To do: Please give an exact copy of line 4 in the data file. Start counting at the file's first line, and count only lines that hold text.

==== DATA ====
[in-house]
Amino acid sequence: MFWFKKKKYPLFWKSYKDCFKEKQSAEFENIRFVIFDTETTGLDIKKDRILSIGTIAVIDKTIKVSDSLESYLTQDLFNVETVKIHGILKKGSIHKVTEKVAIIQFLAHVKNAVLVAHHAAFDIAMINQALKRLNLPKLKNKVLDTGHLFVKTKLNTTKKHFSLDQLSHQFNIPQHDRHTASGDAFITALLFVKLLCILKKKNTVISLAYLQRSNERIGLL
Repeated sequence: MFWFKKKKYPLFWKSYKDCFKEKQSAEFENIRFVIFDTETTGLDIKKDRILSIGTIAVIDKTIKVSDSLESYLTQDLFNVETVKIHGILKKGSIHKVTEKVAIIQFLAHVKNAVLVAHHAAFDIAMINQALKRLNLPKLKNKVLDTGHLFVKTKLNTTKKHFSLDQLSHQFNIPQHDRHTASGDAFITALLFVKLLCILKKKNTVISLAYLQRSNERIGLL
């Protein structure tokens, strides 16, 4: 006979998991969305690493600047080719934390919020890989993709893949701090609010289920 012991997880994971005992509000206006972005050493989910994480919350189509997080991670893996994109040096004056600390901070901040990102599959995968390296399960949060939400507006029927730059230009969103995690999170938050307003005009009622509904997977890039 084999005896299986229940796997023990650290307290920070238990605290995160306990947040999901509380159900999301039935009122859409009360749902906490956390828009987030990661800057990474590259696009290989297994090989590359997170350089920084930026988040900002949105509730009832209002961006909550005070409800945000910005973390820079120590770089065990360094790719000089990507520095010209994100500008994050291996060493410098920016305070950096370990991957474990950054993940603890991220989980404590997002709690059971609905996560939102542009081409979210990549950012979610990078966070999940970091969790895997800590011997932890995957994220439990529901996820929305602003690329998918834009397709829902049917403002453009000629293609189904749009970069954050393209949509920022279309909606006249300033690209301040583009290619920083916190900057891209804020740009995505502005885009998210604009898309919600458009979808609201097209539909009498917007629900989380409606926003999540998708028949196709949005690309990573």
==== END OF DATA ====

């Protein structure tokens, strides 16, 4: 006979998991969305690493600047080719934390919020890989993709893949701090609010289920 012991997880994971005992509000206006972005050493989910994480919350189509997080991670893996994109040096004056600390901070901040990102599959995968390296399960949060939400507006029927730059230009969103995690999170938050307003005009009622509904997977890039 084999005896299986229940796997023990650290307290920070238990605290995160306990947040999901509380159900999301039935009122859409009360749902906490956390828009987030990661800057990474590259696009290989297994090989590359997170350089920084930026988040900002949105509730009832209002961006909550005070409800945000910005973390820079120590770089065990360094790719000089990507520095010209994100500008994050291996060493410098920016305070950096370990991957474990950054993940603890991220989980404590997002709690059971609905996560939102542009081409979210990549950012979610990078966070999940970091969790895997800590011997932890995957994220439990529901996820929305602003690329998918834009397709829902049917403002453009000629293609189904749009970069954050393209949509920022279309909606006249300033690209301040583009290619920083916190900057891209804020740009995505502005885009998210604009898309919600458009979808609201097209539909009498917007629900989380409606926003999540998708028949196709949005690309990573």